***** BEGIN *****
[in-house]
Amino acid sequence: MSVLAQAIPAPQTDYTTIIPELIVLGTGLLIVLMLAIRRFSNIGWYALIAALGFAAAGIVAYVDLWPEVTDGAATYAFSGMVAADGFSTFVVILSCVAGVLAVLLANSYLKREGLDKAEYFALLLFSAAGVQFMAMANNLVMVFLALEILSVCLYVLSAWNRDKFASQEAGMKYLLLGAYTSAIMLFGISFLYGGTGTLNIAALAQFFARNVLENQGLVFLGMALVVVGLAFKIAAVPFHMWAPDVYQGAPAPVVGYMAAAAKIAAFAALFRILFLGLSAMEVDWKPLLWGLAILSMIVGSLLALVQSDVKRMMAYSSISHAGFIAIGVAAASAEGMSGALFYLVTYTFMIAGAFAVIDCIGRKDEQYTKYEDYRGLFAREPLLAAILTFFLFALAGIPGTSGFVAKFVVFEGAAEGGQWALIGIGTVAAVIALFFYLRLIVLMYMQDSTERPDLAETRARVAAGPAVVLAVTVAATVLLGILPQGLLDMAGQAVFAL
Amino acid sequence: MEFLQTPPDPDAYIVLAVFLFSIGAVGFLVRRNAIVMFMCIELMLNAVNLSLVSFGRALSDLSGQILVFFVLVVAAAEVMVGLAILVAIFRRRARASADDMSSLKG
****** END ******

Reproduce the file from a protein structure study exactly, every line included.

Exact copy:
[in-house]
Amino acid sequence: MSVLAQAIPAPQTDYTTIIPELIVLGTGLLIVLMLAIRRFSNIGWYALIAALGFAAAGIVAYVDLWPEVTDGAATYAFSGMVAADGFSTFVVILSCVAGVLAVLLANSYLKREGLDKAEYFALLLFSAAGVQFMAMANNLVMVFLALEILSVCLYVLSAWNRDKFASQEAGMKYLLLGAYTSAIMLFGISFLYGGTGTLNIAALAQFFARNVLENQGLVFLGMALVVVGLAFKIAAVPFHMWAPDVYQGAPAPVVGYMAAAAKIAAFAALFRILFLGLSAMEVDWKPLLWGLAILSMIVGSLLALVQSDVKRMMAYSSISHAGFIAIGVAAASAEGMSGALFYLVTYTFMIAGAFAVIDCIGRKDEQYTKYEDYRGLFAREPLLAAILTFFLFALAGIPGTSGFVAKFVVFEGAAEGGQWALIGIGTVAAVIALFFYLRLIVLMYMQDSTERPDLAETRARVAAGPAVVLAVTVAATVLLGILPQGLLDMAGQAVFAL
Amino acid sequence: MEFLQTPPDPDAYIVLAVFLFSIGAVGFLVRRNAIVMFMCIELMLNAVNLSLVSFGRALSDLSGQILVFFVLVVAAAEVMVGLAILVAIFRRRARASADDMSSLKG